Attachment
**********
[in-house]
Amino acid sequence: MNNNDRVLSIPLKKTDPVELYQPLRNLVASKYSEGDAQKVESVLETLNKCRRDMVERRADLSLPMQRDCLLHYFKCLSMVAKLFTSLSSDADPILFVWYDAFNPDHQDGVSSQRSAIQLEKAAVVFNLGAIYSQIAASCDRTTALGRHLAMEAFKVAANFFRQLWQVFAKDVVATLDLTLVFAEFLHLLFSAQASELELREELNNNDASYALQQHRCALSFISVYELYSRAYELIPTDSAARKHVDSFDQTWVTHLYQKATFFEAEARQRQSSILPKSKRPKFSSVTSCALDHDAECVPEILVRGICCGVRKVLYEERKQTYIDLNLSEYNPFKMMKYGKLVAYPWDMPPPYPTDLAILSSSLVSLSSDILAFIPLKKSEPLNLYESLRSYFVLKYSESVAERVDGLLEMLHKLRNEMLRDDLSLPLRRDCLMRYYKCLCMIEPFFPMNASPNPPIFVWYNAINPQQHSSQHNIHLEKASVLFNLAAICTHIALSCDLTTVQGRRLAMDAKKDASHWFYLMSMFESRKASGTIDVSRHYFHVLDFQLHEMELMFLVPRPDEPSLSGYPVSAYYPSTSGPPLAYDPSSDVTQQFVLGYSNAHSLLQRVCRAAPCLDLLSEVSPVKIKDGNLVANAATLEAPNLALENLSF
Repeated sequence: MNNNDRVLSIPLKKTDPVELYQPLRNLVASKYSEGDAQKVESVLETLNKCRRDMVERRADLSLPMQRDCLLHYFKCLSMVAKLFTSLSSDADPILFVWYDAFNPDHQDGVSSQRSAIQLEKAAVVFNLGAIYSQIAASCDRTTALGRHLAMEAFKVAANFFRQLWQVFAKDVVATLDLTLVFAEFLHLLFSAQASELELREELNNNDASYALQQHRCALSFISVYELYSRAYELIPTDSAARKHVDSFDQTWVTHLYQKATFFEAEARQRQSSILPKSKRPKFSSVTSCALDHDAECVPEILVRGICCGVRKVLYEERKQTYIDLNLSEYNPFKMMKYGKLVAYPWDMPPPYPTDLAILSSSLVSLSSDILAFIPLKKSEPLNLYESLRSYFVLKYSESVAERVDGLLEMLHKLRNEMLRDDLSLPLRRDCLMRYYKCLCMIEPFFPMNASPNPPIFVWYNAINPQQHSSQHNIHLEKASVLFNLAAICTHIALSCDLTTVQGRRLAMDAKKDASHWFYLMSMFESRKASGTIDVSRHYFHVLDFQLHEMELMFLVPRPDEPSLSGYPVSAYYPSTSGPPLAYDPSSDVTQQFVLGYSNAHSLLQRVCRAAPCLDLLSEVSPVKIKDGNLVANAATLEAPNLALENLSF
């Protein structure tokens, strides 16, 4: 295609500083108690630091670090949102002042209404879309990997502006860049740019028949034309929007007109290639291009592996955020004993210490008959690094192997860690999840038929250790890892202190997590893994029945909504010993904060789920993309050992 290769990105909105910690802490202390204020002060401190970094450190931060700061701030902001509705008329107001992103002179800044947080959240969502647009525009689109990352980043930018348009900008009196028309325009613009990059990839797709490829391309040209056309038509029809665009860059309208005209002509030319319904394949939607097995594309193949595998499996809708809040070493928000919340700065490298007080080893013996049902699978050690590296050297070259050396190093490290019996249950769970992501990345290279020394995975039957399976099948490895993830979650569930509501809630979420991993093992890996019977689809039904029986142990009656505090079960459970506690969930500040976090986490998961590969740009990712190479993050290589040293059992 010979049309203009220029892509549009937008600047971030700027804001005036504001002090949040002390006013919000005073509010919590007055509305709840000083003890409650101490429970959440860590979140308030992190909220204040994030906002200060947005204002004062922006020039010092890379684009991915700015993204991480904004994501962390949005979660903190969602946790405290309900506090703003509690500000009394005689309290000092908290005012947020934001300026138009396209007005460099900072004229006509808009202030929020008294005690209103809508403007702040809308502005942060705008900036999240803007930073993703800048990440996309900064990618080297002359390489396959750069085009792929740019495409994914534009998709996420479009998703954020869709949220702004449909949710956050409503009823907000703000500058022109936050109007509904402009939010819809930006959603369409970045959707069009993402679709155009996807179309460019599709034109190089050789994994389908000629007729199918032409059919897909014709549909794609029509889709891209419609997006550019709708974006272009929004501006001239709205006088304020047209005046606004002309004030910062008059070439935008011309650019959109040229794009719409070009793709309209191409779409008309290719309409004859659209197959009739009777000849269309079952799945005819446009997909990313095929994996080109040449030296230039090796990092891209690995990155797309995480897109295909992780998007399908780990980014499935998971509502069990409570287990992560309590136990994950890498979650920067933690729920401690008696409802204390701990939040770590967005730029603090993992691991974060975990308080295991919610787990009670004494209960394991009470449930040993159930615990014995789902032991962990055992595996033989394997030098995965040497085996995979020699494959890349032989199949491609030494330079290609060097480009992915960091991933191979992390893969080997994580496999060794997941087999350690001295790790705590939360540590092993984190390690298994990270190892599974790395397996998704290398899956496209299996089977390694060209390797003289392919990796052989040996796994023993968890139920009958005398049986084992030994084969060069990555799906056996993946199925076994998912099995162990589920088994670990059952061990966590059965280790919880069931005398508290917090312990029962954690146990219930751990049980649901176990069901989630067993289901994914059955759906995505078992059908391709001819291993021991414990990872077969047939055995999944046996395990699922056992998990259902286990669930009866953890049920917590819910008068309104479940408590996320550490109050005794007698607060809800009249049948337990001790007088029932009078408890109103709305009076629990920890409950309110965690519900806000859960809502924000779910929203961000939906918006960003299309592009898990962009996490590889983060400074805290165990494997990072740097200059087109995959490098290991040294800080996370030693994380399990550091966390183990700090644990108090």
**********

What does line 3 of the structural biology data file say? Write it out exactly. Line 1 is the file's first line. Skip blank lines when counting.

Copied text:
Repeated sequence: MNNNDRVLSIPLKKTDPVELYQPLRNLVASKYSEGDAQKVESVLETLNKCRRDMVERRADLSLPMQRDCLLHYFKCLSMVAKLFTSLSSDADPILFVWYDAFNPDHQDGVSSQRSAIQLEKAAVVFNLGAIYSQIAASCDRTTALGRHLAMEAFKVAANFFRQLWQVFAKDVVATLDLTLVFAEFLHLLFSAQASELELREELNNNDASYALQQHRCALSFISVYELYSRAYELIPTDSAARKHVDSFDQTWVTHLYQKATFFEAEARQRQSSILPKSKRPKFSSVTSCALDHDAECVPEILVRGICCGVRKVLYEERKQTYIDLNLSEYNPFKMMKYGKLVAYPWDMPPPYPTDLAILSSSLVSLSSDILAFIPLKKSEPLNLYESLRSYFVLKYSESVAERVDGLLEMLHKLRNEMLRDDLSLPLRRDCLMRYYKCLCMIEPFFPMNASPNPPIFVWYNAINPQQHSSQHNIHLEKASVLFNLAAICTHIALSCDLTTVQGRRLAMDAKKDASHWFYLMSMFESRKASGTIDVSRHYFHVLDFQLHEMELMFLVPRPDEPSLSGYPVSAYYPSTSGPPLAYDPSSDVTQQFVLGYSNAHSLLQRVCRAAPCLDLLSEVSPVKIKDGNLVANAATLEAPNLALENLSF